Machine learning 3

There it was hinted, by means of a simple example, that in order to obtain a good representation of the process being modelled, one needs to estimate the model complexity,
parameters and noise characteristics. In addition, it was mentioned that it is beneficial
to incorporate
a priori knowledge so as to mitigate the ill-conditioned nature of the
learning problem. If we follow these specifications, we can almost assuredly obtain a
model that generalises well.
This chapter will briefly review the classical approaches to learning and generalisation in the neural networks field. Aside from regularisation with noise and committees of estimators, most of the standard methods fall into two broadly overlapping
categories: penalised likelihood and predictive assessment methods. Penalised likelihood methods involve placing a penalty term either on the model dimension or on the
smoothness of the response (Hinton, 1987; Le Cun et al., 1990; Poggio and Girosi,
1990). Predictive assessment strategies, such as the cross-validation, jacknife or bootstrap methods (Ripley, 1996; Stone, 1974; Stone, 1978; Wahba and Wold, 1969),
typically entail dividing the training data set into
distinct subsets. The model is
subsequently trained using
~ M of the subsets and its performance is validated on
the omitted subset. The procedure is repeated for each of the subsets. This predictive assessment is often used to set the penalty parameters in the penalised likelihood
formulations.
These methods tend to lack a general and rigorous framework for incorporating
a
priori
knowledge into the modelling process. Furthermore, they do not provide suitable foundations for the study of generalisation in sequential learning. To surmount
these limitations, the Bayesian learning paradigm will be adopted in this thesis. This
approach will allow us to incorporate
a priori knowledge into the modelling process
and to compute, jointly and within a probabilistic framework, the model parameters,
23

Learning and Generalisation 24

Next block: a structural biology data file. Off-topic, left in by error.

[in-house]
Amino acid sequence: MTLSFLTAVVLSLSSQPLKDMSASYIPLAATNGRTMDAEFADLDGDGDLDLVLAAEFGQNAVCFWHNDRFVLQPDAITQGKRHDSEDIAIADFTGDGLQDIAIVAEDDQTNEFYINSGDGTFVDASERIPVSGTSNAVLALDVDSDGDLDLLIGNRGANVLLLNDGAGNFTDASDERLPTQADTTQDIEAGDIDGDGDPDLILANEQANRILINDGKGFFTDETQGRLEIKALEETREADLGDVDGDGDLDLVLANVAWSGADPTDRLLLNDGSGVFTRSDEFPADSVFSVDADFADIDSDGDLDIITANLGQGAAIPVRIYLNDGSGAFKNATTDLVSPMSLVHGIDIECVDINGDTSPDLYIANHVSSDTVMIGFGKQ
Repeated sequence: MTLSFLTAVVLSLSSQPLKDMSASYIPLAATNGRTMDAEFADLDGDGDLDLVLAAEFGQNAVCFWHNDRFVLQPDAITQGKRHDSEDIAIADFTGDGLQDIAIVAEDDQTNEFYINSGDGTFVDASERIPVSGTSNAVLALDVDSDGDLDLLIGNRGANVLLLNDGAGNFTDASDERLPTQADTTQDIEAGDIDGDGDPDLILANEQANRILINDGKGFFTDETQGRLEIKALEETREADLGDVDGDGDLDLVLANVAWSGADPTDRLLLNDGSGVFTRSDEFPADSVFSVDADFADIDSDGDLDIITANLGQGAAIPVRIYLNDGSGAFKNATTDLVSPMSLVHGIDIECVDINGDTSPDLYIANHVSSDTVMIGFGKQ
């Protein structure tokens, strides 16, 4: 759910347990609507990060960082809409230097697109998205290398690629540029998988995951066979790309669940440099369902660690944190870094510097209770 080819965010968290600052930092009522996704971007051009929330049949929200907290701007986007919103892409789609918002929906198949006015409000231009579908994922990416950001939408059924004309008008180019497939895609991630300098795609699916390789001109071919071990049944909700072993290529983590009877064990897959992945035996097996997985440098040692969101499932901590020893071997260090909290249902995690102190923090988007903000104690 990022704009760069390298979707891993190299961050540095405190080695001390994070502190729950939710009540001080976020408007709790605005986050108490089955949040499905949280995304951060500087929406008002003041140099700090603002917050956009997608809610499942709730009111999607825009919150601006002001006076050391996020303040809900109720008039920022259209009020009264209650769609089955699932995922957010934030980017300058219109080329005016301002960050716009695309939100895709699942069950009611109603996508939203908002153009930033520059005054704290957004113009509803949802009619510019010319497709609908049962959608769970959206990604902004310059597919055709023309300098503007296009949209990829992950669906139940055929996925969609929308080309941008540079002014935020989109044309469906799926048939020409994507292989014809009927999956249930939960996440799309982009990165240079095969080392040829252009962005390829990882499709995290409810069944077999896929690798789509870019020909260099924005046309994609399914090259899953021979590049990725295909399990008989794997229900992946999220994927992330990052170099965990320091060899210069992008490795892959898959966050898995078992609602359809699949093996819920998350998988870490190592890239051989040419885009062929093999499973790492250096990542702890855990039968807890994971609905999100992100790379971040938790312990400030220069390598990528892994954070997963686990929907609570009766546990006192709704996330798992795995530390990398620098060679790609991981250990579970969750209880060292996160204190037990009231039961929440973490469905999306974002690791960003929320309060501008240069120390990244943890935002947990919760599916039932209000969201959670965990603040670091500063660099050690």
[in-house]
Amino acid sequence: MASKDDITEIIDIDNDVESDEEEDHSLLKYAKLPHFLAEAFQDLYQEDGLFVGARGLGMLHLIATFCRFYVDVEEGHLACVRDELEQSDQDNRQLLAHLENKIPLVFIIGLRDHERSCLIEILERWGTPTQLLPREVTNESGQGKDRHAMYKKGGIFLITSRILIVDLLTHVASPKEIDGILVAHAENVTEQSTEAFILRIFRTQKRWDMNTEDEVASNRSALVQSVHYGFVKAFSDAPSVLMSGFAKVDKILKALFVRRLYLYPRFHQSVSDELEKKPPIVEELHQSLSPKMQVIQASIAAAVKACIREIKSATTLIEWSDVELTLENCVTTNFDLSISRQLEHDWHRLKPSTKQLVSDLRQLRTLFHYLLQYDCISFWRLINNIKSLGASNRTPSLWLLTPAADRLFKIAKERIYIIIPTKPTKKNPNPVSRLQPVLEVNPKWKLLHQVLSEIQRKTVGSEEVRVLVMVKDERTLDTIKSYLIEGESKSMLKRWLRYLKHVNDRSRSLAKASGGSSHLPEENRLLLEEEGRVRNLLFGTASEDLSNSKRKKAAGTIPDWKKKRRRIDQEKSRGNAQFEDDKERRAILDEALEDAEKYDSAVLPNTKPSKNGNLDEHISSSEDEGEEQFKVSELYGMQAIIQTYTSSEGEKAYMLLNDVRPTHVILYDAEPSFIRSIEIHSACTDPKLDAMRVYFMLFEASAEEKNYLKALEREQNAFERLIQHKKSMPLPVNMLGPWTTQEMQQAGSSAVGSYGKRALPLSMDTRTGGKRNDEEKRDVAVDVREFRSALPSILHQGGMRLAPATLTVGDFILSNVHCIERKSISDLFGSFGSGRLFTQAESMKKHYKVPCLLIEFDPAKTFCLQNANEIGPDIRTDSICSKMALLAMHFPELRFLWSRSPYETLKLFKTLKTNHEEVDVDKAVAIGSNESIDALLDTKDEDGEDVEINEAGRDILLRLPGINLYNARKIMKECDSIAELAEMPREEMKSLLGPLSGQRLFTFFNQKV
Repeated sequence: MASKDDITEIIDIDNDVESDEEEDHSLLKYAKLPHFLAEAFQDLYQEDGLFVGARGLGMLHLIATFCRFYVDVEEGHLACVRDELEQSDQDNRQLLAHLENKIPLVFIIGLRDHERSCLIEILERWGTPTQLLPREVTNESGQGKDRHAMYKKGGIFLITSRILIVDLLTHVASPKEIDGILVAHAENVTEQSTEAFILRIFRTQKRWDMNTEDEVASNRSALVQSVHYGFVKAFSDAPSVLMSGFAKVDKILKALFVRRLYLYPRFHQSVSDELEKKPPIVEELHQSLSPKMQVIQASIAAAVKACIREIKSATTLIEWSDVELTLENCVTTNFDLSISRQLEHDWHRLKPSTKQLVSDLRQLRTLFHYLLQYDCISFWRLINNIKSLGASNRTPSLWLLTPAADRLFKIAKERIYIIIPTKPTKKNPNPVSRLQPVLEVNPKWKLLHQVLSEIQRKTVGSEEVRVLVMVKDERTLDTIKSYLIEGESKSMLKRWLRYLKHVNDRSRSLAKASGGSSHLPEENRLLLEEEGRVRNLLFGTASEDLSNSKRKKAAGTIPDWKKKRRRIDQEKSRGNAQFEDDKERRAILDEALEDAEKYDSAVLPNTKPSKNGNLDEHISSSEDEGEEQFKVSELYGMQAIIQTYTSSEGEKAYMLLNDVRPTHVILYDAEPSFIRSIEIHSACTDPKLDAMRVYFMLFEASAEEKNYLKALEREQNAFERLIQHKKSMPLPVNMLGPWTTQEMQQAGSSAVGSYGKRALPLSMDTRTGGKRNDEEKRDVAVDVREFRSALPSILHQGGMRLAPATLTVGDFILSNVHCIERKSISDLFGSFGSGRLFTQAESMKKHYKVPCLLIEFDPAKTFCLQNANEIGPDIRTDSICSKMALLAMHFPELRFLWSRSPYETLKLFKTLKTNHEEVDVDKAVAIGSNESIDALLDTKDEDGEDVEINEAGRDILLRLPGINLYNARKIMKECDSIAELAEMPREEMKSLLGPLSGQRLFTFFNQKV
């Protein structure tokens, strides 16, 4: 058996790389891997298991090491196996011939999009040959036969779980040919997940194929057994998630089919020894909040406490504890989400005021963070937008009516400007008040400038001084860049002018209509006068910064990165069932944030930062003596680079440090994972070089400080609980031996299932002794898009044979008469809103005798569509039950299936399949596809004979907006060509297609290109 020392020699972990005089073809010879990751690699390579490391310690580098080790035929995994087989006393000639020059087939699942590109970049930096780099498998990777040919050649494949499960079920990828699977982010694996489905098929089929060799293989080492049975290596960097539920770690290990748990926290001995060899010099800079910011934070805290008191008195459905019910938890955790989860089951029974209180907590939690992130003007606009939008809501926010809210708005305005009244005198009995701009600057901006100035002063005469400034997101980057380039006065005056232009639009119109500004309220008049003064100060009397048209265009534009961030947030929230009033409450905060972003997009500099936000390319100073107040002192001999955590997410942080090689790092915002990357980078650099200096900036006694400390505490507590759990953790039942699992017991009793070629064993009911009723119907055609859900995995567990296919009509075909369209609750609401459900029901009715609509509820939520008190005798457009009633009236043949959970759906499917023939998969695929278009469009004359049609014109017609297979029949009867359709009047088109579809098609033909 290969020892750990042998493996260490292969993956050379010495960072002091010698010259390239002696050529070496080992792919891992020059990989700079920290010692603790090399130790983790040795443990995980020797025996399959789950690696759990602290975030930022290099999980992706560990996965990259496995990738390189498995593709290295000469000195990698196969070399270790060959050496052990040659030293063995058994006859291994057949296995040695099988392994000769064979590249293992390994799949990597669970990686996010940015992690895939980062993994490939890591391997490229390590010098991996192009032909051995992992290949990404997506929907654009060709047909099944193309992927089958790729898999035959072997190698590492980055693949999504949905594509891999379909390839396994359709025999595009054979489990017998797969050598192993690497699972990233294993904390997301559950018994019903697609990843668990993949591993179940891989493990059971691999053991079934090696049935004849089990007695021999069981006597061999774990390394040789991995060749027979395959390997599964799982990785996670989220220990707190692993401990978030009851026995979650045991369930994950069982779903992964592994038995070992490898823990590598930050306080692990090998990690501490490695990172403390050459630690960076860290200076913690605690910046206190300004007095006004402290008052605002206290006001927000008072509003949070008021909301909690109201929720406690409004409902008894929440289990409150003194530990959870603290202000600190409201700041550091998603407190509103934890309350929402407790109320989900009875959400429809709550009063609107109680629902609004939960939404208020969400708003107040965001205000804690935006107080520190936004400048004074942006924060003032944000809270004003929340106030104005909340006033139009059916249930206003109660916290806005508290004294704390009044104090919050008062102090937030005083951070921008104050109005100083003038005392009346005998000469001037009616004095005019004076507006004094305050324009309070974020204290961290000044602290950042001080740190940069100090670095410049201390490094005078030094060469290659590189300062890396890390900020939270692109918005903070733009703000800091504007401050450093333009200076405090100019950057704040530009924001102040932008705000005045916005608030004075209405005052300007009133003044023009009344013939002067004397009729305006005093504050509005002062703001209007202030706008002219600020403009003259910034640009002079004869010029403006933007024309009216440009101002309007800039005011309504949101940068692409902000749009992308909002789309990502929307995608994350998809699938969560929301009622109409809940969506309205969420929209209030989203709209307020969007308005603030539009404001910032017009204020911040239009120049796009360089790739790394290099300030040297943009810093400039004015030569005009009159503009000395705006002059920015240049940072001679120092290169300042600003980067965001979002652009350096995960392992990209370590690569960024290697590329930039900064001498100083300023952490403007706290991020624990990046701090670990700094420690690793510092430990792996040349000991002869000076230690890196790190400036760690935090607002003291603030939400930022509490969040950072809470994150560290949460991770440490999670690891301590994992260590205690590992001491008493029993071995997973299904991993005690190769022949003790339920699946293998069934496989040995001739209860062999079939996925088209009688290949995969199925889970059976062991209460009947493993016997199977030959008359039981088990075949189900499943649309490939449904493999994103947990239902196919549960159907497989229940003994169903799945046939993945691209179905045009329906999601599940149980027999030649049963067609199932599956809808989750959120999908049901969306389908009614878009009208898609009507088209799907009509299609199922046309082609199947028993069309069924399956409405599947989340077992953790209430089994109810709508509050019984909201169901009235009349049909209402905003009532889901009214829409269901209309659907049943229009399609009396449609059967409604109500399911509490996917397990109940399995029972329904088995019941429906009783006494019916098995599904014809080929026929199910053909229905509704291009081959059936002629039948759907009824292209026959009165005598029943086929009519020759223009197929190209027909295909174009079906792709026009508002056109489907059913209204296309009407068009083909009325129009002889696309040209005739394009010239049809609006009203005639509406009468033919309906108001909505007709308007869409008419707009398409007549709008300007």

noise characteristics, model structure and regularisation coefficients. It will also allow
us to do this sequentially.

Machine learning 2

Many physical processes may be described by the following nonlinear, multivariate variable over the data. Depending on how the data is gathered, we can identify two types of learning: batch learning and sequential learning. In the context of batch
learning, the learning problem involves computing an approximation to the function 
and estimating the characteristics of the noise process given a set of I input-output
observations:

In contrast, in the sequential learning scenario, the observations arrive one at a time.
Typical instances of the learning problem include regression, where
 is continuous; classification, where @ corresponds to a discrete group of classes; and nonlinear dynamical system identification, where the inputs and targets correspond to several
delayed versions of the signals under consideration.
The disturbances 
may represent both measurement noise and unknown inputs.
This study will assume that they can be added directly to the output. The basis for
this assumption is that noise in the input together with other system disturbances will
propagate through the system and therefore can be lumped into one single measurement noise term (Ljung, 1987). When introducing sequential Monte Carlo methods in
Chapter 6, this assumption will be weakened by adopting a more general formulation:
In some scenarios, one might, however, be interested in modelling the
distribution of the input data
0   (Cornford et al., 1998; Wright, 1998). This topic,
however, lies beyond the scope of this thesis.
The goal of learning, as posed here, is to obtain a description of the conditional
distribution
0 . As the dimension of this distribution can be very large, it is convenient to adopt a variational approach and project it into a lower dimensional space.
This can be accomplished by introducing a set of parameters 
 leading to the
distribution
0 . For example, if we believe that the data has been generated by
a Gaussian distribution, we only need two sufficient statistics to describe it, namely its
mean and covariance. These statistics can, in turn, be described by a low-dimensional
set of parameters. These parameters will allow us to infer the outputs
@ whenever we
observe new values of the inputs
 .
The regression function of 
is a multivariate, nonlinear and
 is adopted to denote all the observations corresponding to the th output
. To simplify the notation, is equivalent to  That is, if one index does not
appear, it is implied that we are referring to all of its possible values. Similarly,
 is equivalent to
The shorter notation will be favoured. The longer notation will only be invoked to avoid ambiguities and
emphasise certain dependencies.

Introduction 16
possibly time-varying mapping. When the exact nonlinear structure of this mapping
cannot be established
a priori, it may be synthesised as a combination of parametrised
basis functions. That is:
denotes a multivariate basis function. These multivariate basis
functions may be generated from univariate basis functions using radial basis, tensor product or ridge construction methods. This type of modelling is often referred to
as “non-parametric” regression because the number of basis functions is typically very
large. Equation (1.2) encompasses a large number of nonlinear estimation methods
including projection pursuit regression (Friedman and Stuetzle, 1981; Huber, 1985),
Volterra series (Billings, 1980; Mathews, 1991), fuzzy inference systems (Jang and Sun,